Monday, December 19, 2011

Rais Bhuiyan - who tried to stop attacker's execution - is honored

Texas was the state where Bhuiyan was attacked.

He led hundreds of supporters throughout Texas.

His movement World Without Hate took off September 21, 2011 --
on World Peace Day -- the anniversary of the day when Buiyan
was shot after the effort to stop the execution of Mark Stroman
had been taken to England, Germany and Denmark. While the effort
failed, the World Without Hate movement is alive indeed.

After a number of other speaking engagements and events--
including a number in Texas, Washington, D.C., California,
North Carolina and Italy--California again honored him on December 11...

...The theme of the most recent event was “Awakening the American Spirit: Turning the Tide of Hate into Love.” It was the American Muslim Voices 2011 Peace Convention.

The convention was divided into two sessions. The first session comprised of two parallel events: Conversation with Muslim Scholars and Civil Rights Panel Discussion.

Khalid Saeed, the AMV National President, presented an overview about the AMV achievements since its establishment eight years.2011 AMV Convention KS-9C

He said: “We take pride and comfort in being recognized regionally and nationally as a Muslim peace building and community building organization. We have been active in support of human and immigrant rights; we are unique as a grassroots facilitator of interfaith/intercultural dialogue. The secret of our success is practicing Islam with our actions- not just words- in the main stream among our fellow Americans- responding first to each community’s needs, serving the whole community and nation from the part of us that is rooted in the universal values of love, peace, and justice given to us through Islam.”

He went on to say: AMV campaigns like, “Share the joy of Ramadan and Eid with your fellow Americans,” “Light the night for peace and friendship,”

Rais Bhuiyan, a featured speaker perhaps symbolized the theme of the convention. A victim of post-9/11 shooting spree, Bhuiyan forgave and tried to spare the life of the man who shot him and left him for dead. Rais Bhuiyan shared his courageous story of compassion, love and forgiveness. A white supremacist shot Rais and two other South Asians. The other two innocent victims of hate died while Rais survived. He was blinded in one eye and still carries 35 shotgun pellets embedded in his face.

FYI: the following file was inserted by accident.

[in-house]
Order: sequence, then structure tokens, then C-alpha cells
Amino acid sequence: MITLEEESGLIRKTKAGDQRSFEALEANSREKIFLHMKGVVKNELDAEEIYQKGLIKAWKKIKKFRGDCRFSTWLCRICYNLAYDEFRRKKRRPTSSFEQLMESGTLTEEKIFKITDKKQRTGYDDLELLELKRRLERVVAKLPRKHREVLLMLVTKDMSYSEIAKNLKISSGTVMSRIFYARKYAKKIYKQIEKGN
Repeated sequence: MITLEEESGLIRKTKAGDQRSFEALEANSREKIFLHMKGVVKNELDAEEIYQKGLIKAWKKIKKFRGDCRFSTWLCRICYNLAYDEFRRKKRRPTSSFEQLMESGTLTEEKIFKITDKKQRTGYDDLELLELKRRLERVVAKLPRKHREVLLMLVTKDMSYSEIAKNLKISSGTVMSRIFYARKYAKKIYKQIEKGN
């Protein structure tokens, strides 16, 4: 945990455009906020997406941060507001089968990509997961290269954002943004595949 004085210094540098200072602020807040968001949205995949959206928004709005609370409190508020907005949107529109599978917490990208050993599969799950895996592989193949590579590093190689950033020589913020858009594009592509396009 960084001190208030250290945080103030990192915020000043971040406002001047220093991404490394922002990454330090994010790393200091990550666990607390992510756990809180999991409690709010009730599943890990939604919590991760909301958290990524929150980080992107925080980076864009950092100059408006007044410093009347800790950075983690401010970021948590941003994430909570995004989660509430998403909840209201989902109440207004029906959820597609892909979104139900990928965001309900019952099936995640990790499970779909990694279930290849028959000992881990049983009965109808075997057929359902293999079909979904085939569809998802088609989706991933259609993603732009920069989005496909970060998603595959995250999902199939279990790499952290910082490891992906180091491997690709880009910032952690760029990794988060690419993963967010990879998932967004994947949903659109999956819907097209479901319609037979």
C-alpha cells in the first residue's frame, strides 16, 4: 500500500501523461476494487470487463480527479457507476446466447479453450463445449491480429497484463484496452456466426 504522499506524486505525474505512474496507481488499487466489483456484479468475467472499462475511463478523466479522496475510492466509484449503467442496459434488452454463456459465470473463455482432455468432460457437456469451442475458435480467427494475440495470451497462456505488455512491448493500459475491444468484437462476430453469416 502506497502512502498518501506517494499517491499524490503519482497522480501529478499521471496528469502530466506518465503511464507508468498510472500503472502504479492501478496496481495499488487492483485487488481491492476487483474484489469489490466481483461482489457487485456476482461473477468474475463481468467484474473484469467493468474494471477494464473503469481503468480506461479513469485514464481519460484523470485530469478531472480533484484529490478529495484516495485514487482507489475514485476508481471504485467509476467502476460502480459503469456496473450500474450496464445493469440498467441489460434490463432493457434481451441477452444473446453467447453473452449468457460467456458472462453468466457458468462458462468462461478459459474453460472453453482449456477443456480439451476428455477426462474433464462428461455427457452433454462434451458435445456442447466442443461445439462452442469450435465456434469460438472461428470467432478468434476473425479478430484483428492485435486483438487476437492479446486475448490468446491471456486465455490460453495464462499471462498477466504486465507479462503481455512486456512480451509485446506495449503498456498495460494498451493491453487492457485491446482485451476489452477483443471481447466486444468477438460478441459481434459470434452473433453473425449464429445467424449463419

Just 10 days after the attacks of Sept. 11, 2001, Rais Bhuiyan was working at a gas station in Dallas when he was shot in the face by a man named Mark Stroman, an avowed white supremacist, who was on a shooting spree, targeting people who appeared to be Muslim or of Middle Eastern descent.

Stroman also shot and killed Waqar Hasan, a Pakistani immigrant in Dallas. Vasudev Patel, an Indian immigrant and gas station owner in Mesquite, TX, was Stroman’s third and final victim. Stroman admitted to the shootings.

The press labeled the murders Texas's first post 9/11 hate crime. Stroman himself claimed that “blinded by rage,” he killed to avenge the United States. The prosecution convinced the jury that robbery was his true motive, (even though he hadn’t taken money from his victims) and he was sentenced to death.

Bhuiyan had mounted an aggressive campaign to convince Texas authorities to commute Stroman's sentence to life in prison without the possibility of parole. He has asked the state board of pardons and paroles to make a positive recommendation for clemency to Gov. Rick Perry, and has asked Texas prison administrators for permission to meet face-to-face with Stroman for a victim-offender reconciliation process. After those efforts were met with no response from Texas officials, Bhuiyan filed a lawsuit against the state, arguing that his rights as a crime victim to meet with his attacker had been unjustly denied.

Bhuiyan’s efforts on behalf of Stroman were motivated by his Muslim faith. He says: The Koran teaches that those who forsake retribution and forgive those who have wronged them become closer to God...

READ more on American Muslim Voices home page by clicking on See AMV Peace Convention 2011 draws large crowd here and on the website World Without Hate here

No comments: